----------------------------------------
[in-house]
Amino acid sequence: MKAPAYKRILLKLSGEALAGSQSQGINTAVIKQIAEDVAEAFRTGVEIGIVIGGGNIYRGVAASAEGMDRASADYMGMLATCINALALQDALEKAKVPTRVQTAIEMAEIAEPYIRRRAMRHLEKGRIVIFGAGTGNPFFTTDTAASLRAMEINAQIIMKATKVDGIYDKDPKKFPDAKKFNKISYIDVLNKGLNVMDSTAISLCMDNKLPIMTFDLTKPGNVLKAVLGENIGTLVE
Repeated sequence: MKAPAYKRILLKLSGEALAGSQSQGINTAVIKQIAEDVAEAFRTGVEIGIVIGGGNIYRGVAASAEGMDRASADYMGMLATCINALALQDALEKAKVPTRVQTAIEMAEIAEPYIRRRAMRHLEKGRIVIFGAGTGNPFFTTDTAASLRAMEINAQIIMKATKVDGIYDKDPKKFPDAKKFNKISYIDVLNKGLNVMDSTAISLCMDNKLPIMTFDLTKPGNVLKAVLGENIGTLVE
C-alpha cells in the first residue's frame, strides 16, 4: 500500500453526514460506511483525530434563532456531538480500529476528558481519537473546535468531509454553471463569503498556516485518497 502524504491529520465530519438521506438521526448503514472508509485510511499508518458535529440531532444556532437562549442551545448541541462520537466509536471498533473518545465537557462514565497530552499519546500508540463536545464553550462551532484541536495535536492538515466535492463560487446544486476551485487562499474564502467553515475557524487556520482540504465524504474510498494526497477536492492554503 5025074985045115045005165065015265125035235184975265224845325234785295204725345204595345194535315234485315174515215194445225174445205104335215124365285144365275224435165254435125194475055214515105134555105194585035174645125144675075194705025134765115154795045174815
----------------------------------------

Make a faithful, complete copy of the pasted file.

[in-house]
Amino acid sequence: MKAPAYKRILLKLSGEALAGSQSQGINTAVIKQIAEDVAEAFRTGVEIGIVIGGGNIYRGVAASAEGMDRASADYMGMLATCINALALQDALEKAKVPTRVQTAIEMAEIAEPYIRRRAMRHLEKGRIVIFGAGTGNPFFTTDTAASLRAMEINAQIIMKATKVDGIYDKDPKKFPDAKKFNKISYIDVLNKGLNVMDSTAISLCMDNKLPIMTFDLTKPGNVLKAVLGENIGTLVE
Repeated sequence: MKAPAYKRILLKLSGEALAGSQSQGINTAVIKQIAEDVAEAFRTGVEIGIVIGGGNIYRGVAASAEGMDRASADYMGMLATCINALALQDALEKAKVPTRVQTAIEMAEIAEPYIRRRAMRHLEKGRIVIFGAGTGNPFFTTDTAASLRAMEINAQIIMKATKVDGIYDKDPKKFPDAKKFNKISYIDVLNKGLNVMDSTAISLCMDNKLPIMTFDLTKPGNVLKAVLGENIGTLVE
C-alpha cells in the first residue's frame, strides 16, 4: 500500500453526514460506511483525530434563532456531538480500529476528558481519537473546535468531509454553471463569503498556516485518497 502524504491529520465530519438521506438521526448503514472508509485510511499508518458535529440531532444556532437562549442551545448541541462520537466509536471498533473518545465537557462514565497530552499519546500508540463536545464553550462551532484541536495535536492538515466535492463560487446544486476551485487562499474564502467553515475557524487556520482540504465524504474510498494526497477536492492554503 5025074985045115045005165065015265125035235184975265224845325234785295204725345204595345194535315234485315174515215194445225174445205104335215124365285144365275224435165254435125194475055214515105134555105194585035174645125144675075194705025134765115154795045174815